It was 3 pm right on time for the levaya. With a sense of nervousness and feeling of uncertainty, I get out of my car to the sound of a dull voice coming from the loudspeakers down the block. I joined throngs of men and women, young and old walking hesitantly and with long faces past Tzemach’s home, towards the Bais Chaya Mushka Girls school from where the Levaya would soon depart.
As we got closer the voice from the loudspeaker got stronger, by now it was clearly recognizable that this was the voice of Tzemach’s father Rabbi Shlomo Cunin. What could he be saying after losing a dear son? How did he have the strength or words to say anything at all? As I stood in the crowd on the now blocked off Pico Blvd, I hear Rabbi Cunin describe the buckets of tears he shed over the loss of his son. Suddenly with unfathomable strength, he switched gears and gets into action mode.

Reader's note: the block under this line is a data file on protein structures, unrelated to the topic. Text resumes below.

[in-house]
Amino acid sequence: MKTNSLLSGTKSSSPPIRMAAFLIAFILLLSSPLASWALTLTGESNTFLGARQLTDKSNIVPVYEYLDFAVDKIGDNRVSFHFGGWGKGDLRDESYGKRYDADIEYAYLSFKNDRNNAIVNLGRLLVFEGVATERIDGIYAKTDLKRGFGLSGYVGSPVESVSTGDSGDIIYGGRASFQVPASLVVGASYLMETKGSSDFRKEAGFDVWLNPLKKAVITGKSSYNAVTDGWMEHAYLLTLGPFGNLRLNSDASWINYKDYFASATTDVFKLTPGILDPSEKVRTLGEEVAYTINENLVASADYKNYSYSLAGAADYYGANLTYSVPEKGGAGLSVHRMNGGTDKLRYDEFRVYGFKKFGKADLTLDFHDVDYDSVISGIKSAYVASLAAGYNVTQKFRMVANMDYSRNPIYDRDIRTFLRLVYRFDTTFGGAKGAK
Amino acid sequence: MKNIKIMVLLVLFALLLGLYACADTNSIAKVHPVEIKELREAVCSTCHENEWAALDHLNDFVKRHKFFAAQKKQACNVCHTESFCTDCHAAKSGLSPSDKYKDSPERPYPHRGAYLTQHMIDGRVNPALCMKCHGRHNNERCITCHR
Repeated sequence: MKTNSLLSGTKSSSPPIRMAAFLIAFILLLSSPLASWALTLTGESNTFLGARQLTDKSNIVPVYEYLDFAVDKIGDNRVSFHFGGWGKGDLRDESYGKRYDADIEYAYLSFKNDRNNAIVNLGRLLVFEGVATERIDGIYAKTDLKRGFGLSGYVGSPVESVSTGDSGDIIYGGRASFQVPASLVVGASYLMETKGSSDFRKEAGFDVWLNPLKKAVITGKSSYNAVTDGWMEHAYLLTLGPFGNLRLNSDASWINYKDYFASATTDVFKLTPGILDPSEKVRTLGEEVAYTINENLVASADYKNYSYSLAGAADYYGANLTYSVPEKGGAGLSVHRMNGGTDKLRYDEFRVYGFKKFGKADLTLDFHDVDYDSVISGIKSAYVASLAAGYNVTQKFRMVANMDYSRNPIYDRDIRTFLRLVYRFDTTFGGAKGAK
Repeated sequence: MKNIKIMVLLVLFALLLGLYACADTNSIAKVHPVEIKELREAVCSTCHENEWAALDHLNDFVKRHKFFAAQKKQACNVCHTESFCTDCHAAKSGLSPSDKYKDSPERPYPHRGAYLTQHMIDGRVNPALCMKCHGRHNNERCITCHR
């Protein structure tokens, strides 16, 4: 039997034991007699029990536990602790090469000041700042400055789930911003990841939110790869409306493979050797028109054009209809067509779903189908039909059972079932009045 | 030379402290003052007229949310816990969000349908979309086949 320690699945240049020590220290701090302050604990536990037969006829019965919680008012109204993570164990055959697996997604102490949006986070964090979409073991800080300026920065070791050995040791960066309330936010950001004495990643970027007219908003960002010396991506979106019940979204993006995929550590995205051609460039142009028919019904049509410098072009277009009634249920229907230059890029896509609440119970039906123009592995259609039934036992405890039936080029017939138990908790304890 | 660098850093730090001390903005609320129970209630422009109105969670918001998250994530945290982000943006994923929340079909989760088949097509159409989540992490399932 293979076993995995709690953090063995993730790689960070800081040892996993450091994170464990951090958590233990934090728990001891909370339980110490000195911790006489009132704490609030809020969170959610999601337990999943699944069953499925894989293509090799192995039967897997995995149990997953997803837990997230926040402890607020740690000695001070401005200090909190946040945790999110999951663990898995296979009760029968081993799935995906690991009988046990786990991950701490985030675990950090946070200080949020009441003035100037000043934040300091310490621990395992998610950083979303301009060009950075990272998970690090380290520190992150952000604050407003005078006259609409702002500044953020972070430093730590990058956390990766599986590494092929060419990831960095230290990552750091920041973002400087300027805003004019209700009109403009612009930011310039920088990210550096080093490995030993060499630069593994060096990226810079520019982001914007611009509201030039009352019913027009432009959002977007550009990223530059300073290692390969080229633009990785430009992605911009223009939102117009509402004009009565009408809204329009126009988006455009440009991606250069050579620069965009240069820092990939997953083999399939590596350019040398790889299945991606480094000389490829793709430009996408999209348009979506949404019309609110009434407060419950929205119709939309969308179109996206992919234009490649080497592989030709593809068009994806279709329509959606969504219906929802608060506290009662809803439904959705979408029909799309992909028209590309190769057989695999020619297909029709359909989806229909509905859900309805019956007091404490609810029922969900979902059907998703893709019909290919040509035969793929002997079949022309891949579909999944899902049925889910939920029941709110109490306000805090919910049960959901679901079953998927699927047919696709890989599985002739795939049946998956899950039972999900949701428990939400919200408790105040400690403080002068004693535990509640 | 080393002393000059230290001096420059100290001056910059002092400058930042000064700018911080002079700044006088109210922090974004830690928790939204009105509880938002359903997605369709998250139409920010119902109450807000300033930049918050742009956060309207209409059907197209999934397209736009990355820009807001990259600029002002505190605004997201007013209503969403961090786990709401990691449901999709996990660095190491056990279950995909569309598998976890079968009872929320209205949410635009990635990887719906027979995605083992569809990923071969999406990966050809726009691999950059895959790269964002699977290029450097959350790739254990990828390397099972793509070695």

Tzemach can no longer put on tefillin! he shouts. We have to be Tzemach’s arms and head and put on Tefillin! Who has not put on tefillin today? Raise your hand if you have not put on Tefillin! Several hands go up. Please step forward and come put on Tefillin for Tzemach. At least half a dozen people step forward and are assisted with this great mitzvah.
Helping people in general, but Mivtzah Tefillin, in particular, was something Tzemach was so passionate about. I know this first hand from the when we spent a year together on Shlichus in Sydney, Australia. We would go on Mivtzoyim every Friday to an area called Double Bay. That area would be getting a new permanent Shliach and it was our job to drum up some interest and help get things started.